Porn users are 400% more likely to visit a prostitute.
The Daily Reporter, November 7, 2011

  • Sex and porn are in the top 5 search terms for kids under 18.
  • 37% of UK families have set up porn filters.
  • British teens spend an average of 87 hours a year looking at porn.
  • 70% of all porn traffic occurs between 9:00am and 5pm during theworkweek.
    Independent Online, October 31, 2011

An Australian ISP blocked 84,000 requests for child porn in the first 3 months after it initiated a voluntary porn filter.

ZD Net, October 19, 2011

In a survey of 300 children under the age of 13 in India, 67% admitted to accessing porn sites, most by their cell phones.
Cathnews India, October 12, 2011

70% of Christian men view porn repeatedly.
Chad Barrett, author of Journey to Freedom
Everyday Christian, October 8, 2011

A University of New Hampshire study found that two thirds of junior high school students surveyed looked at porn on the internet when they were supposed to be studying. About 34% go on to have a problem with internet porn.

As many as 40% of those who have problems with sex addiction from online interactions are women.
Rochester City Newspaper, 9-28-11

90% of eight to 16 year olds have viewed porn online.
Independent Online, 9-27-11

90% of teenagers have viewed porn.
80% of 15-17 year olds have been exposed to hard core porn.
67% of men and 59% of women said that porn was acceptable.
Campus Crusade for Christ staff.
Christian Post, 7-16-2011


Some statistics on Pornography addiction in the USA:

USA Pornography addiction stats. Click to open to see full image.


I doubt the UK is much different…

I know there will be a lot of differing views on pornography. But surely, if people are truthful, there must be at least a certain degree of damage done by pornography; expectations, disappointments in a relationship, and unhealthy addictions. If this is so, then why normalise the watching of pornography and then go on to say that it can be rewarding? I just don’t get it. I think education on pornography and sex in general is a fragile issue, and one has to tread carefully. But does sex education only fuel a young person’s desire to see what all the fuss is about or does it encourage them to make wise decisions about their sex lives? Discuss!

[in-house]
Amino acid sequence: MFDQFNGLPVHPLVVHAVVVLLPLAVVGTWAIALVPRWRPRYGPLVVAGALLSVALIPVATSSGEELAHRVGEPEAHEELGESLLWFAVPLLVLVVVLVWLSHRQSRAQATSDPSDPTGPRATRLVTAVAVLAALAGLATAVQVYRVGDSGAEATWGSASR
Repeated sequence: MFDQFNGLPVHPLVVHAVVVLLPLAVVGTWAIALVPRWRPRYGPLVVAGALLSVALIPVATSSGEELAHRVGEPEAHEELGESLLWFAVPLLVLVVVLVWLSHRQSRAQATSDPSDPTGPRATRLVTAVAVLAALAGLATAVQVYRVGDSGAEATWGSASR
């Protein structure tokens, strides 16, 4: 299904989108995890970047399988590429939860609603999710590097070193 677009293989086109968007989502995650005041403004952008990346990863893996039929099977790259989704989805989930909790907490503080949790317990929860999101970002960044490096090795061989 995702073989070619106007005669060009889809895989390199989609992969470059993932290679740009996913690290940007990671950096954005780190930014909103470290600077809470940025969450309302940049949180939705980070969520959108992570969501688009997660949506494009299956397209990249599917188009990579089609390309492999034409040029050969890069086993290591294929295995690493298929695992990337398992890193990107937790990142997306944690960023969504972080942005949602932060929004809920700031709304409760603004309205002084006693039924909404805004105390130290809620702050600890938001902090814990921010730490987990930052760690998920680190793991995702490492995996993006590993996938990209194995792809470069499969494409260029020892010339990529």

Dean Roberts

Dean is a Minister in the Anglican Church. Currently he is Curate in the parishes of Bedwas, Machen, Michaelston-y-Fedw and Rudry in South Wales. He was born and bred in Wales, is married to Megan, and has two dogs called Taliesin and Melyn, and two cats named Sinsir and Hâf. He graduated from Cardiff University with a BA Hons. in Theology & Religious Studies, and has studied for an MA in Theology, Ministry & Mission at Trinity College Bristol. He also holds a Cert.RSCM from the Royal School of Church Music. He loves playing music, walking, reading, blogging and horse riding as well as going to the cinema and theatre. Read More @ http://deanroberts.net/about